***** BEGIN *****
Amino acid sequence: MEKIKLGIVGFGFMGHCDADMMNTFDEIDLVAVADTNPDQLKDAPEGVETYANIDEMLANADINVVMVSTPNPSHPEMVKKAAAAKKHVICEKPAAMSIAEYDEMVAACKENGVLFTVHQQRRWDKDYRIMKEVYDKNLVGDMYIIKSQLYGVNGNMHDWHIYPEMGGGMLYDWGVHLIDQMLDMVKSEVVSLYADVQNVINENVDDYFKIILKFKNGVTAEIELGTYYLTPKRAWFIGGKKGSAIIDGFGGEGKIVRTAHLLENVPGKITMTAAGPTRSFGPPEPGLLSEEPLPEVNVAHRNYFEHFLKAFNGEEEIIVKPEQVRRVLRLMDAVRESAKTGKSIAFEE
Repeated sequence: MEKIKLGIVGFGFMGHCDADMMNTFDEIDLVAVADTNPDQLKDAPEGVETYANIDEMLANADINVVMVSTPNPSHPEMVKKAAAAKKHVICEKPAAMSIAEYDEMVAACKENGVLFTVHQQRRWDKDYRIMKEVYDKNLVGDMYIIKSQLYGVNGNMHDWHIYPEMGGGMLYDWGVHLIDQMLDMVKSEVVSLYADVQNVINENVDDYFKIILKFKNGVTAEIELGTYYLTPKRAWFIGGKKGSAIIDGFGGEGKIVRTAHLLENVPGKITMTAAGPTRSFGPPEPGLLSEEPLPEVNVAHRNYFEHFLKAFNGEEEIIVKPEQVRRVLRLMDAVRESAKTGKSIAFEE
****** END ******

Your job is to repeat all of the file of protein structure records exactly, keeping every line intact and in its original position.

Amino acid sequence: MEKIKLGIVGFGFMGHCDADMMNTFDEIDLVAVADTNPDQLKDAPEGVETYANIDEMLANADINVVMVSTPNPSHPEMVKKAAAAKKHVICEKPAAMSIAEYDEMVAACKENGVLFTVHQQRRWDKDYRIMKEVYDKNLVGDMYIIKSQLYGVNGNMHDWHIYPEMGGGMLYDWGVHLIDQMLDMVKSEVVSLYADVQNVINENVDDYFKIILKFKNGVTAEIELGTYYLTPKRAWFIGGKKGSAIIDGFGGEGKIVRTAHLLENVPGKITMTAAGPTRSFGPPEPGLLSEEPLPEVNVAHRNYFEHFLKAFNGEEEIIVKPEQVRRVLRLMDAVRESAKTGKSIAFEE
Repeated sequence: MEKIKLGIVGFGFMGHCDADMMNTFDEIDLVAVADTNPDQLKDAPEGVETYANIDEMLANADINVVMVSTPNPSHPEMVKKAAAAKKHVICEKPAAMSIAEYDEMVAACKENGVLFTVHQQRRWDKDYRIMKEVYDKNLVGDMYIIKSQLYGVNGNMHDWHIYPEMGGGMLYDWGVHLIDQMLDMVKSEVVSLYADVQNVINENVDDYFKIILKFKNGVTAEIELGTYYLTPKRAWFIGGKKGSAIIDGFGGEGKIVRTAHLLENVPGKITMTAAGPTRSFGPPEPGLLSEEPLPEVNVAHRNYFEHFLKAFNGEEEIIVKPEQVRRVLRLMDAVRESAKTGKSIAFEE